The communist giant also has a complicated legal structure, problems of repatriation, wide variations in policy and law in the provinces, and opaque infrastructure pricing (two units in the same software park might be charged two completely different rents for the same space).
Infy, for instance, had to wait over two years to enter China -- its initial plan to set up a branch office was rejected. Finally, it decided to set up a fully-owned venture. With its newfound experience, Infosys now believes it is best to go it alone in China, even though it has been offered a joint venture with the government.
"We think a collaboration will not work as they are contradictory interests: one partner will want to reduce costs while we would like to maximise profits," says Batni.
China's record on protecting intellectual property rights can also be a major stumbling block for companies looking to set up offshore hubs there.
Says Wipro's Banerjee: "Many of our customers who have offshored work to us in India would be hesitant to take it to China because of IPR protection. It is an impediment as the laws are still not well developed."
Not everyone agrees. Batni argues that the Chinese government is making an extra effort to ensure that IPRs are protected.
As a result of these drawbacks and higher expenses - some of which, though, are offset by lower infrastructural costs such as telecommunications - several major Indian software companies are adopting a wait-and-watch attitude regarding China for the moment. One of them is Mumbai-based Patni Computer Systems.
"Virtually none of the Indian companies have been able to scale up in China. That's because IT professionals are not available there and it makes no sense to move them from India," says Patni vice-president Deepak Khosla.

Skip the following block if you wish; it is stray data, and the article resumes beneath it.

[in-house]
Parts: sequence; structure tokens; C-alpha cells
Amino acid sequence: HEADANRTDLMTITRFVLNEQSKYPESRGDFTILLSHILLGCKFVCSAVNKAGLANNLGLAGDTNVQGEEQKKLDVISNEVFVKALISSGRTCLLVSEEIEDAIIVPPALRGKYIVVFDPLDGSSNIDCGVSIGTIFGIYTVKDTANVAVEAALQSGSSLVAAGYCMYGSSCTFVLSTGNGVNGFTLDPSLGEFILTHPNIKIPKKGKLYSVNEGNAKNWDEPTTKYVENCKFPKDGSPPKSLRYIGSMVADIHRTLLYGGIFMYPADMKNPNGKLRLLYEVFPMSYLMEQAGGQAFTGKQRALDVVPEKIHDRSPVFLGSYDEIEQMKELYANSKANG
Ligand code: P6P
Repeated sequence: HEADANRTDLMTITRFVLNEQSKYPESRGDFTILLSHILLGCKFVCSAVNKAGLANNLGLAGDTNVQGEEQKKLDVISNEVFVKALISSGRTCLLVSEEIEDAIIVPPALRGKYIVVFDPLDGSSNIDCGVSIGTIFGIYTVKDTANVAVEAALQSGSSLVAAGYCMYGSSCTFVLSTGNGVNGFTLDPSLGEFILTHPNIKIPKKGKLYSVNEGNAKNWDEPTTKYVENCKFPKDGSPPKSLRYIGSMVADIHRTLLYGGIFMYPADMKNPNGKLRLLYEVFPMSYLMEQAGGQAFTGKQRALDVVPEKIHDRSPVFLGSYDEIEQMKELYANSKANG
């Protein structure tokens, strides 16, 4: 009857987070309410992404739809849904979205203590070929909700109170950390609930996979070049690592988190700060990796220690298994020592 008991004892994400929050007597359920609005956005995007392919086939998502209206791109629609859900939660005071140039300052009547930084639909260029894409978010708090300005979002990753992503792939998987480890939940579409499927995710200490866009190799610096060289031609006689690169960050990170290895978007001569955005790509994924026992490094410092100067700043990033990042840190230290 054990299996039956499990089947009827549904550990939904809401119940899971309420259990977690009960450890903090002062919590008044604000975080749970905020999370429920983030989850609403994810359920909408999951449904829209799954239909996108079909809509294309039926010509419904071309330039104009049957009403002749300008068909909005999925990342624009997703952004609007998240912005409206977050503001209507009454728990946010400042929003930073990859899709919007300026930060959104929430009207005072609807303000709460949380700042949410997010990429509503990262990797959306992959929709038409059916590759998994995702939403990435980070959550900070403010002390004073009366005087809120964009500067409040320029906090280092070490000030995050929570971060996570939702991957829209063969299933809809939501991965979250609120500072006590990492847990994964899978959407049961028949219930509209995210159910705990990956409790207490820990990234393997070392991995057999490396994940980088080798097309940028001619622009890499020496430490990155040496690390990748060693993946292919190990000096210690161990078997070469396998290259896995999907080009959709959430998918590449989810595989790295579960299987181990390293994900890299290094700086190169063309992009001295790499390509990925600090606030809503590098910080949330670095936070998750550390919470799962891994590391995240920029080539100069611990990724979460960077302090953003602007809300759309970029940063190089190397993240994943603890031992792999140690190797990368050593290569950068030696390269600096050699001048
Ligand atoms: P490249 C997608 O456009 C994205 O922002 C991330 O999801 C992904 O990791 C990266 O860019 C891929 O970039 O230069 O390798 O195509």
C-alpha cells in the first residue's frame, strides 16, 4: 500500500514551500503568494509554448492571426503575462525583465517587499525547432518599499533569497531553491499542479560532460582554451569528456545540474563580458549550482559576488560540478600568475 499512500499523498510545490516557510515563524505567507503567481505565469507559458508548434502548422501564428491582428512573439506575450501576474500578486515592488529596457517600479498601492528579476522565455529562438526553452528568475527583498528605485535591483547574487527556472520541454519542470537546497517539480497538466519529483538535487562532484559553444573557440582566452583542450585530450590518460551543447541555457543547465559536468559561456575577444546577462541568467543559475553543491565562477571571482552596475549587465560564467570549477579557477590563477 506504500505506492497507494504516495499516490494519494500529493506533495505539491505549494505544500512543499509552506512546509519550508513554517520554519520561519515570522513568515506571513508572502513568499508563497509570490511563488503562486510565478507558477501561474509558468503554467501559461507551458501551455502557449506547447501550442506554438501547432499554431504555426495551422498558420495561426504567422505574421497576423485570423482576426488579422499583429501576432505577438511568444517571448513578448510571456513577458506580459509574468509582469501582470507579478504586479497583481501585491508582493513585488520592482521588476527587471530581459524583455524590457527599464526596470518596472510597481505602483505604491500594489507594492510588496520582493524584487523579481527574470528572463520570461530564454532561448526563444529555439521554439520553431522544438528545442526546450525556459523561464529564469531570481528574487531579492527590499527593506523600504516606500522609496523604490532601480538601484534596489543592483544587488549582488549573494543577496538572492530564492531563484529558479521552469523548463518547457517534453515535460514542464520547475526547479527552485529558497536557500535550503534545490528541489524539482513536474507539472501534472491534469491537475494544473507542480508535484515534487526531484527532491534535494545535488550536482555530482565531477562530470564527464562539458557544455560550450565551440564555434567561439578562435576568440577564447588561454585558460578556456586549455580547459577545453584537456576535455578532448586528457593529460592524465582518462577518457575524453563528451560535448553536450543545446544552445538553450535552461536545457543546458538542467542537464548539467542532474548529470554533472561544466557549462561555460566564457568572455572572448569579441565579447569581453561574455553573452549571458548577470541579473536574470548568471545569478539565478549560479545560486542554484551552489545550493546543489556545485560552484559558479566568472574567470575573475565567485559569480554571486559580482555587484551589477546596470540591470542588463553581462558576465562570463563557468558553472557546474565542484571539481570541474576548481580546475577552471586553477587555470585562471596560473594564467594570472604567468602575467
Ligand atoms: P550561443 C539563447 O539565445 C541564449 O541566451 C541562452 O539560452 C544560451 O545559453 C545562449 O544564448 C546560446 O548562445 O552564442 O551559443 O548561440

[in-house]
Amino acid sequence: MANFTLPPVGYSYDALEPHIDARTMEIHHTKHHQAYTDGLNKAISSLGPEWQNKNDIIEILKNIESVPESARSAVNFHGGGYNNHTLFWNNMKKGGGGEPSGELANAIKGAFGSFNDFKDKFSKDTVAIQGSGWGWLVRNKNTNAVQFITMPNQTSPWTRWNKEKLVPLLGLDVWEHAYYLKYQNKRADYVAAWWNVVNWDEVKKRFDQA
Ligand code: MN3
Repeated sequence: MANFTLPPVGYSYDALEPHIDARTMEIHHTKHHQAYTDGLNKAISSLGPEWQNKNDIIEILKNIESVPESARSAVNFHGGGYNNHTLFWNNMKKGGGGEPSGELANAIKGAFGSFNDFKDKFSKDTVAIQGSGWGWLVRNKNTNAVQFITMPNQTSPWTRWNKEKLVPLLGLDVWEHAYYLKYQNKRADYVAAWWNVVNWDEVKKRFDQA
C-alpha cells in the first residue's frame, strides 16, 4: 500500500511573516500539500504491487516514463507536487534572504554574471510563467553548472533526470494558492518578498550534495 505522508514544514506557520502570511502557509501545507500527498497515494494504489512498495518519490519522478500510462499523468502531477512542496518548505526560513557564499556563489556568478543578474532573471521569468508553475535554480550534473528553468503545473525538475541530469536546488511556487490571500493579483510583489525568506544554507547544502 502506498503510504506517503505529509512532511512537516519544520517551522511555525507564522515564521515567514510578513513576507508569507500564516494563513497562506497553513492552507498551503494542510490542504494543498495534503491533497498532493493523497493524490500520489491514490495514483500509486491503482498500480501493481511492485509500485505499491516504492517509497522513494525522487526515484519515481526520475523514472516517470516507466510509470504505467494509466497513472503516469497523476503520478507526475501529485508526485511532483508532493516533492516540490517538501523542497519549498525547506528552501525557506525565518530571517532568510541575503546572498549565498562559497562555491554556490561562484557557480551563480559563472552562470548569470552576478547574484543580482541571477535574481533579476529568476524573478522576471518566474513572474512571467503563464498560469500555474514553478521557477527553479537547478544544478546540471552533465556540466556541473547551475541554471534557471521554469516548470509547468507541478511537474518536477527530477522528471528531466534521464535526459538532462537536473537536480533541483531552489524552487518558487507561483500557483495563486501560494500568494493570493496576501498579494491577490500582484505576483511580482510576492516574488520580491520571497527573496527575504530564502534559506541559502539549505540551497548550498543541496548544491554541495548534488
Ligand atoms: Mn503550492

He may have a point. But companies like Infosys, Satyam, TCS and NIIT are obviously banking on the prospect of rapid growth -- both in offshore work and in China's domestic needs -- and are making large investments in developing that country as a new hub. Clearly, these tigers don't expect their long-awaited quarry to be hidden much longer.
Who plans what
Plans: To increase the number of development centres in China from two to three
Headcount: 300 to 5,000 in five years.
Strategy: To gain first mover advantage in non-English-speaking markets.
Plans: Investments of $65 million on two new software development centres over five years
Headcount: 250 to 6,000 in five years
Strategy: Go it alone. Build a global delivery model equal to the one in India.
Plans: To set up another IT services facility as a JV with Microsoft and Chinese companies
Headcount: 250 to 1,250 by early next year
Strategy: Create a role model for the Chinese IT industry to serve both global and Chinese markets
Plans: To tie up up with local universities and set up education centres on their campuses
Headcount: Currently around 700 (including franchisees)
- Strategy: Growth through local universities as well as franchisees